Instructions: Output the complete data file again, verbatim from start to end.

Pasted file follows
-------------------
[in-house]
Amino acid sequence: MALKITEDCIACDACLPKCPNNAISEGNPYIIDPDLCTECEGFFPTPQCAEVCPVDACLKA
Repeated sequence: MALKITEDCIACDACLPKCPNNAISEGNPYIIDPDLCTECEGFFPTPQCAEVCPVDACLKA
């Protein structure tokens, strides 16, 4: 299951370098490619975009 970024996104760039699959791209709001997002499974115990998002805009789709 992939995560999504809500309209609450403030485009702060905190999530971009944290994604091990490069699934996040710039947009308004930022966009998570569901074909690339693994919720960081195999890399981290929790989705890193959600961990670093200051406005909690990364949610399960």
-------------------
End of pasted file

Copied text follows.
[in-house]
Amino acid sequence: MALKITEDCIACDACLPKCPNNAISEGNPYIIDPDLCTECEGFFPTPQCAEVCPVDACLKA
Repeated sequence: MALKITEDCIACDACLPKCPNNAISEGNPYIIDPDLCTECEGFFPTPQCAEVCPVDACLKA
């Protein structure tokens, strides 16, 4: 299951370098490619975009 970024996104760039699959791209709001997002499974115990998002805009789709 992939995560999504809500309209609450403030485009702060905190999530971009944290994604091990490069699934996040710039947009308004930022966009998570569901074909690339693994919720960081195999890399981290929790989705890193959600961990670093200051406005909690990364949610399960």